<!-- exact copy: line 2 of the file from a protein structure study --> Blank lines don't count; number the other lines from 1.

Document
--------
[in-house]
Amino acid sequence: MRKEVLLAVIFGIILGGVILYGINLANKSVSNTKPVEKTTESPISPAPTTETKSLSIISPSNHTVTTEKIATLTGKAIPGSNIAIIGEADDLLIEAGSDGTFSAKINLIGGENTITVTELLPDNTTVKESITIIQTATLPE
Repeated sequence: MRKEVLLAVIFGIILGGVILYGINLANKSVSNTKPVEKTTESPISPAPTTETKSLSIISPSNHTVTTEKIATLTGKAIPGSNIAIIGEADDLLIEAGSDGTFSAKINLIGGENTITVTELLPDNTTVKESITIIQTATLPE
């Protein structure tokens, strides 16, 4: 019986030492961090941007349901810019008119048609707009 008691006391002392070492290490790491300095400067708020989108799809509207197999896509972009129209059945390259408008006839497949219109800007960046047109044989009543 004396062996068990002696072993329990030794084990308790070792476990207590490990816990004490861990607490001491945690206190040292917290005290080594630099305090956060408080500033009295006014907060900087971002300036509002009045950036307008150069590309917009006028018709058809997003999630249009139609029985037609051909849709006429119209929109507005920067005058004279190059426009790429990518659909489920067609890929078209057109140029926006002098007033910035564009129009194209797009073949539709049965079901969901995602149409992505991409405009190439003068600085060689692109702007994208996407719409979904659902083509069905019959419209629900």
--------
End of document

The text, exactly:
Amino acid sequence: MRKEVLLAVIFGIILGGVILYGINLANKSVSNTKPVEKTTESPISPAPTTETKSLSIISPSNHTVTTEKIATLTGKAIPGSNIAIIGEADDLLIEAGSDGTFSAKINLIGGENTITVTELLPDNTTVKESITIIQTATLPE